Stanley, Wisconsin

From Wikipedia, the free encyclopedia - View original article

Stanley, Wisconsin
—  City  —
Location of Stanley, Wisconsin
Coordinates: 44°57′41″N 90°56′19″W / 44.96139°N 90.93861°W / 44.96139; -90.93861Coordinates: 44°57′41″N 90°56′19″W / 44.96139°N 90.93861°W / 44.96139; -90.93861
CountryUnited States
StateWisconsin
CountiesChippewa, Clark
Area
 • Total3.6 sq mi (9.2 km2)
 • Land3.5 sq mi (9.1 km2)
 • Water0.1 sq mi (0.1 km2)
Elevation[1]1,083 ft (330 m)
Population (2010)90.1% increase from 2000
 • Total3,608
 • Density541.1/sq mi (208.9/km2)
Time zoneCentral (CST) (UTC-6)
 • Summer (DST)CDT (UTC-5)
Area code(s)715 & 534
FIPS code55-76625[2]
GNIS feature ID1574790[1]
 
Jump to: navigation, search
There is also the Town of Stanley in Barron County.
Stanley, Wisconsin
—  City  —
Location of Stanley, Wisconsin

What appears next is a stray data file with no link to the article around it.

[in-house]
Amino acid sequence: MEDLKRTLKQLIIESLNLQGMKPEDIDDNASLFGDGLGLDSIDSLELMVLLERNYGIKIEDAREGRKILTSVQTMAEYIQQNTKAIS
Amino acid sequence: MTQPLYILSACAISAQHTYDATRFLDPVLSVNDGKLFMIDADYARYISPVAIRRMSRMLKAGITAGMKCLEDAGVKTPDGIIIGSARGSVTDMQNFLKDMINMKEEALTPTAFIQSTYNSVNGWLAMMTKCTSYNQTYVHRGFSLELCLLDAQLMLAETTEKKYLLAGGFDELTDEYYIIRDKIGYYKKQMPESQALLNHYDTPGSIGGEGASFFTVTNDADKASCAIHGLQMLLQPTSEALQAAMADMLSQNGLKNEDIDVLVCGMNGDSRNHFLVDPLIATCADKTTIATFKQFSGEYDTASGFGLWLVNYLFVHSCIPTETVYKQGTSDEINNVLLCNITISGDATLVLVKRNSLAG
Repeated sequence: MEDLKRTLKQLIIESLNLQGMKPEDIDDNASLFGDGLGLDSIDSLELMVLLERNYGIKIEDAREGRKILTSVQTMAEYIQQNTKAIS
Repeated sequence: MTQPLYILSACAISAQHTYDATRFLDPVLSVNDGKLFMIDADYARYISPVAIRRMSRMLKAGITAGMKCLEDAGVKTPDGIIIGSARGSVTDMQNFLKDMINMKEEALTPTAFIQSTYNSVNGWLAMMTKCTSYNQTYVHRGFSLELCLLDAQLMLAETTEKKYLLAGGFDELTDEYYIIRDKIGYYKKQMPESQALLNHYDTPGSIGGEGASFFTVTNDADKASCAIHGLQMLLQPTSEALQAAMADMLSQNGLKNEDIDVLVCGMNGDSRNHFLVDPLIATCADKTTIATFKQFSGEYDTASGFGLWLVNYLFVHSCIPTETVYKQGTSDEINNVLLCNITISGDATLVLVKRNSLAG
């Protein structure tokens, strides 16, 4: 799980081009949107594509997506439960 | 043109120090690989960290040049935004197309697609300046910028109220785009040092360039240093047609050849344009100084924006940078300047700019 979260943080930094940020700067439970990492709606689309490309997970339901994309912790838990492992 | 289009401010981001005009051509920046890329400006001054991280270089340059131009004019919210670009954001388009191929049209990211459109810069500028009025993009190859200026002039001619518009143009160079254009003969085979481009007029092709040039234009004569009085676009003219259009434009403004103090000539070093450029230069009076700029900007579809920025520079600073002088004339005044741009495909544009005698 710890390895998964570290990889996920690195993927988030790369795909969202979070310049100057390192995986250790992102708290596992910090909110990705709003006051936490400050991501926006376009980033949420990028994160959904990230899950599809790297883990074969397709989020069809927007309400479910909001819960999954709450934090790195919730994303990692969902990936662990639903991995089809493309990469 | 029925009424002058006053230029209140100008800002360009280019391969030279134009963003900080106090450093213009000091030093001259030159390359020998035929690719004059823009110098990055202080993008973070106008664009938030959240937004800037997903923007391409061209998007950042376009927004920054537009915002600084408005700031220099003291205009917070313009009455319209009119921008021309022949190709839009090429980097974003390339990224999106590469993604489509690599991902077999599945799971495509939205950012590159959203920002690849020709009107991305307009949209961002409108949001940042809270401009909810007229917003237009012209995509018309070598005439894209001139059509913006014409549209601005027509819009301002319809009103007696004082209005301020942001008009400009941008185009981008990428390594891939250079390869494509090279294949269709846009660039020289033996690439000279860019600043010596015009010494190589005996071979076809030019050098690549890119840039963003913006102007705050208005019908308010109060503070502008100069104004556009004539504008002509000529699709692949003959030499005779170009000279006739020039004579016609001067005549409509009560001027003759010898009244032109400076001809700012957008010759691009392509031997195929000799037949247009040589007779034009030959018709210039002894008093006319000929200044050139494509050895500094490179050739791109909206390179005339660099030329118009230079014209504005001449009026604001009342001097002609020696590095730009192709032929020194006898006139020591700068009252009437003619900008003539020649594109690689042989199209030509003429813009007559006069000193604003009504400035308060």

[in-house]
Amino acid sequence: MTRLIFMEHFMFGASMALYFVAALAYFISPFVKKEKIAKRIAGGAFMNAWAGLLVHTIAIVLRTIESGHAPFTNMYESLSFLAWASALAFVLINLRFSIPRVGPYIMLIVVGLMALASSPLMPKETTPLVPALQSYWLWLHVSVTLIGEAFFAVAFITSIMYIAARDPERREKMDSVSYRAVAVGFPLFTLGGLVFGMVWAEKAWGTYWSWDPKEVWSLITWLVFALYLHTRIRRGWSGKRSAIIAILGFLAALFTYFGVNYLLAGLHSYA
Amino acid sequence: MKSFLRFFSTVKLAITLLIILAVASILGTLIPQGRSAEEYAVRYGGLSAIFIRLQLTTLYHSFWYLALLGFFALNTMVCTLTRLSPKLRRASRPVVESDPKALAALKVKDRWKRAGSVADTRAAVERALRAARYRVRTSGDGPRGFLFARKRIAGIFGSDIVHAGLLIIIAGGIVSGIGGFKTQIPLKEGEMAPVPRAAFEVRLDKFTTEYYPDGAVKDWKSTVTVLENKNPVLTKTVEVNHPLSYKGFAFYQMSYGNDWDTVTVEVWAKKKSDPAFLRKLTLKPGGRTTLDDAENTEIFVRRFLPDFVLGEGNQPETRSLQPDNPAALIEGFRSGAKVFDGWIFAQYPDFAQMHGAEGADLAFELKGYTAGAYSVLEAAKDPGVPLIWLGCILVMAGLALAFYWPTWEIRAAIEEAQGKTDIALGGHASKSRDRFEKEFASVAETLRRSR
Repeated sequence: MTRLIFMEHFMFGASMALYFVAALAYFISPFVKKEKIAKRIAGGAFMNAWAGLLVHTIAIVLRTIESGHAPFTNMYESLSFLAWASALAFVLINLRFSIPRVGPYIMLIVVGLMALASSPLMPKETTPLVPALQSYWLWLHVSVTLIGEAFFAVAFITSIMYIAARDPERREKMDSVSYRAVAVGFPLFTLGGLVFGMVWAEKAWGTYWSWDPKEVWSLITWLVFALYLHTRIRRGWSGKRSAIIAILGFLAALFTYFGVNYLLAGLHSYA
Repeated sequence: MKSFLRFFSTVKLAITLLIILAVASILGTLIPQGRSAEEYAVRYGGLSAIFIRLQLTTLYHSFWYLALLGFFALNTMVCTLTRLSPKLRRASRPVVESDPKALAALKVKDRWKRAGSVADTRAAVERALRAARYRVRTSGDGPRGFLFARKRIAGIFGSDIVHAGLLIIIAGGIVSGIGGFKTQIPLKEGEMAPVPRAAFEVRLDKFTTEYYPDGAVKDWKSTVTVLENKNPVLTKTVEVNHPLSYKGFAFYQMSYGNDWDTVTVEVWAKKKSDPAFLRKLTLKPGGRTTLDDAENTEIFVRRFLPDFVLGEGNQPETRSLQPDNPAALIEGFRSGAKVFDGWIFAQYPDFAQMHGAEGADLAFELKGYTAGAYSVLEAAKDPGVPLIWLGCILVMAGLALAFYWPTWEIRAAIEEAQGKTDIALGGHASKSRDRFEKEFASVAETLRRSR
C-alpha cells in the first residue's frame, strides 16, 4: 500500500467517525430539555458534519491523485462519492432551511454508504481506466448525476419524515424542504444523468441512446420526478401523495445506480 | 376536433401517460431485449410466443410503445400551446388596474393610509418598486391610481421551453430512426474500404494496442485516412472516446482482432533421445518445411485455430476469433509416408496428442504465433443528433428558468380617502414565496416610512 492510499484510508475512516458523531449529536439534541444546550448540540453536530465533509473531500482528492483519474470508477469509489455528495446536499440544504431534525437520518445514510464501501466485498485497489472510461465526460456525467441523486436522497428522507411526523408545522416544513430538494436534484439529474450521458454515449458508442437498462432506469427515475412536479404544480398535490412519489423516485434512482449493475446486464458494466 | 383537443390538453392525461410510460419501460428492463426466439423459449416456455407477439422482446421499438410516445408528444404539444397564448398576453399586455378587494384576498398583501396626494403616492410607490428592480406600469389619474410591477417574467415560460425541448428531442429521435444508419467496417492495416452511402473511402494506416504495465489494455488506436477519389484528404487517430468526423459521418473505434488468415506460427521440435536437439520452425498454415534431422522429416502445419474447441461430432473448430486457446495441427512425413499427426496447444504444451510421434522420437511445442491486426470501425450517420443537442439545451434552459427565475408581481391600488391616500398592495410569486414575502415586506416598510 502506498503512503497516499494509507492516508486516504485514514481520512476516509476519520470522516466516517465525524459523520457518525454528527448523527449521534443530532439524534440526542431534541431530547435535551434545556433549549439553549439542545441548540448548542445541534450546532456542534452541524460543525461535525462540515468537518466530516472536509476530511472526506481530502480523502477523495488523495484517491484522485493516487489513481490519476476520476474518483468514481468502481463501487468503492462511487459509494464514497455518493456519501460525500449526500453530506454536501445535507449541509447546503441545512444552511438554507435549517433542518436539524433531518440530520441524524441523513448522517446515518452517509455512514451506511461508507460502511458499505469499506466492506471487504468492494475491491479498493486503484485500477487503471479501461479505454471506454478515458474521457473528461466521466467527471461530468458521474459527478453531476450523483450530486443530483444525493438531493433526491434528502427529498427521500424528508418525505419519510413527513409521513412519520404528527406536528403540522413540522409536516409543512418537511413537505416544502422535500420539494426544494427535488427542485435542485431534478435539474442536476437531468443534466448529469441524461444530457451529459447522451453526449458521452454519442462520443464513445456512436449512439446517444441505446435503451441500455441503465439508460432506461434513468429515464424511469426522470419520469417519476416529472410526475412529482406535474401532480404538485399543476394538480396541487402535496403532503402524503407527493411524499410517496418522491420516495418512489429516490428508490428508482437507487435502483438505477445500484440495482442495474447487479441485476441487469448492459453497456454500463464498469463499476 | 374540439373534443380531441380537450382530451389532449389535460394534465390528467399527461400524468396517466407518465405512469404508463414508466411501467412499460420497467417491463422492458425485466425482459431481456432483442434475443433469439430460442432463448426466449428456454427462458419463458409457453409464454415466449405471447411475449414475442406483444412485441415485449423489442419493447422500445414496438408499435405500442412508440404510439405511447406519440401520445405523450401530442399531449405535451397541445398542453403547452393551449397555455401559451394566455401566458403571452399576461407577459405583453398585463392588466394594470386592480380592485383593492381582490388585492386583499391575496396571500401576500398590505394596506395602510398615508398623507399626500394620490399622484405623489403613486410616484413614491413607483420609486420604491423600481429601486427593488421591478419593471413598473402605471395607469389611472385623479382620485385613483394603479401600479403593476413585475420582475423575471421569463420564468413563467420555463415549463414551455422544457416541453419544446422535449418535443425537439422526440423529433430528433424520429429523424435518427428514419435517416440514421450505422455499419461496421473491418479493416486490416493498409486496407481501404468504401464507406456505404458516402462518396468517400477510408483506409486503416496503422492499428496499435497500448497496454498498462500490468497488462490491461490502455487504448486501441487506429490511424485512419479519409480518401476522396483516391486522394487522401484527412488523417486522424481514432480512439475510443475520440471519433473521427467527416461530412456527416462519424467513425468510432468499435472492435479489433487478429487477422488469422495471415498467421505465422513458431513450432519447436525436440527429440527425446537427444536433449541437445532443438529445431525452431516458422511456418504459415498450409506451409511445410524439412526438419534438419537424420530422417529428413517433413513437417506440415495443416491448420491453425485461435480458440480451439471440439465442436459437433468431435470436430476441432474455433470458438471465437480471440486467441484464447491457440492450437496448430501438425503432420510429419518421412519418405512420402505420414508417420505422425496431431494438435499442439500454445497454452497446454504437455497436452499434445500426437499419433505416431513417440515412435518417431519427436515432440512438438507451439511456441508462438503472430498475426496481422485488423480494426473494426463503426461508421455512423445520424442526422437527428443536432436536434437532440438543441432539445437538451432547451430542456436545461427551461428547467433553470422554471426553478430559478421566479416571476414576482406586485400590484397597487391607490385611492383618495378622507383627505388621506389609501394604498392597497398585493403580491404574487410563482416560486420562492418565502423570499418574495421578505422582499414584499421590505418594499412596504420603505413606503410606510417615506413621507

Coordinates: 44°57′41″N 90°56′19″W / 44.96139°N 90.93861°W / 44.96139; -90.93861Coordinates: 44°57′41″N 90°56′19″W / 44.96139°N 90.93861°W / 44.96139; -90.93861
CountryUnited States
StateWisconsin
CountiesChippewa, Clark
Area
 • Total3.6 sq mi (9.2 km2)
 • Land3.5 sq mi (9.1 km2)
 • Water0.1 sq mi (0.1 km2)
Elevation[1]1,083 ft (330 m)
Population (2010)90.1% increase from 2000
 • Total3,608
 • Density541.1/sq mi (208.9/km2)
Time zoneCentral (CST) (UTC-6)
 • Summer (DST)CDT (UTC-5)
Area code(s)715 & 534
FIPS code55-76625[2]
GNIS feature ID1574790[1]

Stanley is a city in Chippewa and Clark counties in the U.S. state of Wisconsin. The population was 1,898 at the 2000 census.

Contents

History

Stanley was settled and platted in 1881 when the Wisconsin Central Railway built its line through the area. The main early businesses were a small steam sawmill and some charcoal kilns built by the York Iron Company in 1887.[3]